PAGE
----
Re: German Quality At Its Best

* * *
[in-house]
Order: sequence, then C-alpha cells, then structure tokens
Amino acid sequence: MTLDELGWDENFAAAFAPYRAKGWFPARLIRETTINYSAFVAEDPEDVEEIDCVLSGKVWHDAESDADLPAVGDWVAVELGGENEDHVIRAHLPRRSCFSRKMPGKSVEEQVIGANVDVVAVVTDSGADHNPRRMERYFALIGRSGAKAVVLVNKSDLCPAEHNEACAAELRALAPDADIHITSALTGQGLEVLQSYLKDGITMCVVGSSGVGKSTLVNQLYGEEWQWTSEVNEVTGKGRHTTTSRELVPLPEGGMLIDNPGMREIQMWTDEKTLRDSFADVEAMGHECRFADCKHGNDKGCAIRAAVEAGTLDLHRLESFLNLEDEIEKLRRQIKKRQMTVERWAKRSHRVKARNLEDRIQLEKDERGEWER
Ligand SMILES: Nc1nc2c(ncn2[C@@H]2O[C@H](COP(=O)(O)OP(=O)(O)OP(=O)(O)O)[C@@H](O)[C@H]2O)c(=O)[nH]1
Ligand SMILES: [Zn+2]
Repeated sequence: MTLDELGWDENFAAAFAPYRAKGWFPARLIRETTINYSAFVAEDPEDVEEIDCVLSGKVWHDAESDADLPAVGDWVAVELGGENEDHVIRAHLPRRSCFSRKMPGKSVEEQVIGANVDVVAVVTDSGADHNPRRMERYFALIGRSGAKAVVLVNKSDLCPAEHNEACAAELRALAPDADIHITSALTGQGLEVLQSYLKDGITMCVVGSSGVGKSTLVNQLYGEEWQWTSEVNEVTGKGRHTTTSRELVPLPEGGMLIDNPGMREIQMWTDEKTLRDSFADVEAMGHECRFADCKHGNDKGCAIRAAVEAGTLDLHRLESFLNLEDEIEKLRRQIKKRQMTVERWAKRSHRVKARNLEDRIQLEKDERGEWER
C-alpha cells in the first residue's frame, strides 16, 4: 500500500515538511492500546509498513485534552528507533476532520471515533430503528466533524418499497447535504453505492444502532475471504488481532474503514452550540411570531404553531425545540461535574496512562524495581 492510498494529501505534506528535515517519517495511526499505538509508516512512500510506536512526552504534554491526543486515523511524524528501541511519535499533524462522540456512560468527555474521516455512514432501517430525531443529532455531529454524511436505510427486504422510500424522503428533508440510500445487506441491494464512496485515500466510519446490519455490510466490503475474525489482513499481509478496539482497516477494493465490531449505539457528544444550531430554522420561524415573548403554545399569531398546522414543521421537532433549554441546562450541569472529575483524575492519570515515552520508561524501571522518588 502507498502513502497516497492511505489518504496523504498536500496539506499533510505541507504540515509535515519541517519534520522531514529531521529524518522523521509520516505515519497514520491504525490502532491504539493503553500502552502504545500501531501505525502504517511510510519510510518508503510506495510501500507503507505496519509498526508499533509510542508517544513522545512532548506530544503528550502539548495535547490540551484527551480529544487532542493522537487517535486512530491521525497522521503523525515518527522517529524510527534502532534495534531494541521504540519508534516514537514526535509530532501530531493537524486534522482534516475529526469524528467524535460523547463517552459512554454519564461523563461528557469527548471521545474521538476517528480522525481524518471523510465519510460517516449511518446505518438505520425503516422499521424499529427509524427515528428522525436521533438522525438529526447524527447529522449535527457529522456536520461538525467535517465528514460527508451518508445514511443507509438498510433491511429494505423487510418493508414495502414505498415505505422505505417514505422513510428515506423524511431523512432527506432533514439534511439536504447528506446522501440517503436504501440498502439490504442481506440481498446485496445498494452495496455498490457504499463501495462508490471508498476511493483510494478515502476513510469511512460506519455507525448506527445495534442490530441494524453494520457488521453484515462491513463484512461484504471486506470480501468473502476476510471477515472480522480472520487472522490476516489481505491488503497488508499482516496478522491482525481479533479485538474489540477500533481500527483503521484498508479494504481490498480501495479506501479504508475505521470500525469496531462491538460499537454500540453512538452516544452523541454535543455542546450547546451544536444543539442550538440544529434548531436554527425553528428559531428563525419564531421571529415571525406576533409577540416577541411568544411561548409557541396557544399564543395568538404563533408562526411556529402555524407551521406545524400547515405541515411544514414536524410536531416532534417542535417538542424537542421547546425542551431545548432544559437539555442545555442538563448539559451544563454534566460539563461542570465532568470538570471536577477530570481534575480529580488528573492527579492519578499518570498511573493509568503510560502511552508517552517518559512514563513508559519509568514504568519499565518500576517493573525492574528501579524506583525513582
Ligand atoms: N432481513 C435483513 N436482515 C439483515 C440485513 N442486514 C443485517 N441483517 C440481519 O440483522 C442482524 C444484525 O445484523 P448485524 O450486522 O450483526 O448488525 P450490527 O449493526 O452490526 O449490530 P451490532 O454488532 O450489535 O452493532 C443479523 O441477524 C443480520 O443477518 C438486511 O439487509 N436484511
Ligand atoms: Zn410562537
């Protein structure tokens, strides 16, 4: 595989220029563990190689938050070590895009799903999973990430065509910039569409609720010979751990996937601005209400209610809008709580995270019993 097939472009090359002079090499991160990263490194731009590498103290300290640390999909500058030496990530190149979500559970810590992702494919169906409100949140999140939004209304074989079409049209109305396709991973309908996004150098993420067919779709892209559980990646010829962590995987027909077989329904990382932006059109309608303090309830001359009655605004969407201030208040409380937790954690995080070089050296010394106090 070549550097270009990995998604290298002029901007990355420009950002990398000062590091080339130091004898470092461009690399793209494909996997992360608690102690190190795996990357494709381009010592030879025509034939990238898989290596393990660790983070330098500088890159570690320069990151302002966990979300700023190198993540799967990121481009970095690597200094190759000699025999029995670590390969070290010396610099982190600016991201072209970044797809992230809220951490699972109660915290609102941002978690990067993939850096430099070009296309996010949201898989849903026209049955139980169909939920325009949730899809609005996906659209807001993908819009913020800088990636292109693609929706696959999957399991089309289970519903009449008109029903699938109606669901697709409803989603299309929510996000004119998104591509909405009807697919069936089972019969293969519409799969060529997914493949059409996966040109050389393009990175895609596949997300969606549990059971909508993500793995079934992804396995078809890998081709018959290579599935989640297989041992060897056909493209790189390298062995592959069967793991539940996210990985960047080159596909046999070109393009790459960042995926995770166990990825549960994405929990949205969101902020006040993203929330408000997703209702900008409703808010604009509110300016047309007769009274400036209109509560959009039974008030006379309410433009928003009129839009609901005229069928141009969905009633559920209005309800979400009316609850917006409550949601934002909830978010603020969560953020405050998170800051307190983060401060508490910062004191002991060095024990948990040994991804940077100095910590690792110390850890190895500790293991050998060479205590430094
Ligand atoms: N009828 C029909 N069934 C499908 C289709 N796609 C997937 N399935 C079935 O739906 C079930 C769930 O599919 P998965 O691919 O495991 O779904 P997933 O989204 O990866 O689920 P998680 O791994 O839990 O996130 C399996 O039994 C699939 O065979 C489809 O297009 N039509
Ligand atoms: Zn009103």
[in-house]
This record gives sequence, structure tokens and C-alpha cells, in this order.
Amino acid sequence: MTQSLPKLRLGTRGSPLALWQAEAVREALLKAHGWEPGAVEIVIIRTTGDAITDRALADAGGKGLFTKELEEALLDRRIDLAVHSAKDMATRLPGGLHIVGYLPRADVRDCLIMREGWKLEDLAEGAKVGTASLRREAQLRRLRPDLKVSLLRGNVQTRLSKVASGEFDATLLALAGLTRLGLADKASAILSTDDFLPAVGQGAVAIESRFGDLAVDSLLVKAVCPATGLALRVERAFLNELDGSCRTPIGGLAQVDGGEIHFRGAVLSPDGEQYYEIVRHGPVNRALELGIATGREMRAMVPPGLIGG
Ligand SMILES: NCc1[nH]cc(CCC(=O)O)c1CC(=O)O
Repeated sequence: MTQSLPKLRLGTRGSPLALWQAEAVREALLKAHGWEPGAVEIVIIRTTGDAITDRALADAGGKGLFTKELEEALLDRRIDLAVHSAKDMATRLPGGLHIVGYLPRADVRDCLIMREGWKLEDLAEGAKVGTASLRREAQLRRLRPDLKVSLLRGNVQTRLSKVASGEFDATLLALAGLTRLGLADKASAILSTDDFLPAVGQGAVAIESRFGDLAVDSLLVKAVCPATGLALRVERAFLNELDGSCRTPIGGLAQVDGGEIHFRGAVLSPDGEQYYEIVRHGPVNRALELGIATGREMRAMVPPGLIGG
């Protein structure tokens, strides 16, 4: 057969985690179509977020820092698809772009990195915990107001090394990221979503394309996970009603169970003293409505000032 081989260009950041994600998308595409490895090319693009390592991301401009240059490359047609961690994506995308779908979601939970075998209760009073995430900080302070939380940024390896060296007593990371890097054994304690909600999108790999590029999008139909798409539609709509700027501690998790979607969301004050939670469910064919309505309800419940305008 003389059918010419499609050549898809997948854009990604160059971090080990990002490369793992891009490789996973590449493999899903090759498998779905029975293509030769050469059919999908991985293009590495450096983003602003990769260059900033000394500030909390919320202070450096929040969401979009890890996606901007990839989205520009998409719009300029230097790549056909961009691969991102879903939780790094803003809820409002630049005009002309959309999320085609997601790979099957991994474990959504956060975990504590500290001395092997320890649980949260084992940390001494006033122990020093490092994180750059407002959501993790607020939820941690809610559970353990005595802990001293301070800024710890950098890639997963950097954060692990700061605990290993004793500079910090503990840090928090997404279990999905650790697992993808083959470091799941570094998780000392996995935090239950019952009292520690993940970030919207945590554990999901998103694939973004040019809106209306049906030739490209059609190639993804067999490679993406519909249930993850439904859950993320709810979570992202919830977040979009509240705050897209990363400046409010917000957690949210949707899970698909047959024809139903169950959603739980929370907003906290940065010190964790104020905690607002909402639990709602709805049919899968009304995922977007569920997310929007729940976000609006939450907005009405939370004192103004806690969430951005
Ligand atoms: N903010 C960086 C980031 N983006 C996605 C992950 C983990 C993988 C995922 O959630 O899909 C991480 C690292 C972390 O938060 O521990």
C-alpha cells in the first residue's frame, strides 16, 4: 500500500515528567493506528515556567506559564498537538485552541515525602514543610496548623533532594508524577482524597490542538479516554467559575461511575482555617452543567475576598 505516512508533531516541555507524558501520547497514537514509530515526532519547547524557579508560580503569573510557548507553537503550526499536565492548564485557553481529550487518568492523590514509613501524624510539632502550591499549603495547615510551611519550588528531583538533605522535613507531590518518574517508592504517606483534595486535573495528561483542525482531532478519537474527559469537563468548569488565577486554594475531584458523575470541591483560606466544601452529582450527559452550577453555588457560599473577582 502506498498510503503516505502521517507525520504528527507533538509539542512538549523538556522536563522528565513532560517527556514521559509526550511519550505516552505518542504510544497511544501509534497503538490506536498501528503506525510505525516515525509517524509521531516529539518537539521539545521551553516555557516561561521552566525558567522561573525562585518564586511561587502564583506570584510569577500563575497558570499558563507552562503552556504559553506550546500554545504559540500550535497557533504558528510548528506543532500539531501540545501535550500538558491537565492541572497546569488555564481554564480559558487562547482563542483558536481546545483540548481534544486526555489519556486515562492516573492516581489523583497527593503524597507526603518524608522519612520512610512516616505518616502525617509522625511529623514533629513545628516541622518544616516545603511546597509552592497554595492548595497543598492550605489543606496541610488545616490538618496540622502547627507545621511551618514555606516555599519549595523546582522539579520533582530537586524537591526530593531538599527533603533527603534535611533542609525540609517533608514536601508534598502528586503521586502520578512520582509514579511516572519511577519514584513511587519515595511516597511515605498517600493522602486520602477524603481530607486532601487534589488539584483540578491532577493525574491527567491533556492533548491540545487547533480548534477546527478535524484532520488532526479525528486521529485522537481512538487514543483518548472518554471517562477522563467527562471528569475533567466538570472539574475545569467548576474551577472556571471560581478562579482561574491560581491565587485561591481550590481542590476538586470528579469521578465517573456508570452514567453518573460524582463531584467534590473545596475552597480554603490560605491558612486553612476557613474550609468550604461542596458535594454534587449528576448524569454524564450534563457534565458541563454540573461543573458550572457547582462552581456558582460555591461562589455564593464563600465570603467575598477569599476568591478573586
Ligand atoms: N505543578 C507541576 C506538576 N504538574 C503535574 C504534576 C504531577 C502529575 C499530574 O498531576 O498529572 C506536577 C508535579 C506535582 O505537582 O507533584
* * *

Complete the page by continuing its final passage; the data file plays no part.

Some of that "German craftsmanship" hurt them in WWII. Almost up to the very end they stuck with the system of parts inspection and marking, pre-assembly, fitting and parts numbering, all methods of an earlier day. Who knows how many millions of man hours went into stamping microscopic inspector's marks on tiny parts or into assemblers marking each part to match the serial number. The whole thing was so completely absurd because their tooling, some of the best in the world, really did produce fully interchangeable parts, which still had to be inspected, marked, hand assembled, numbered, disassembled, finished, then reassembled because the 18th century rules said to do it that way.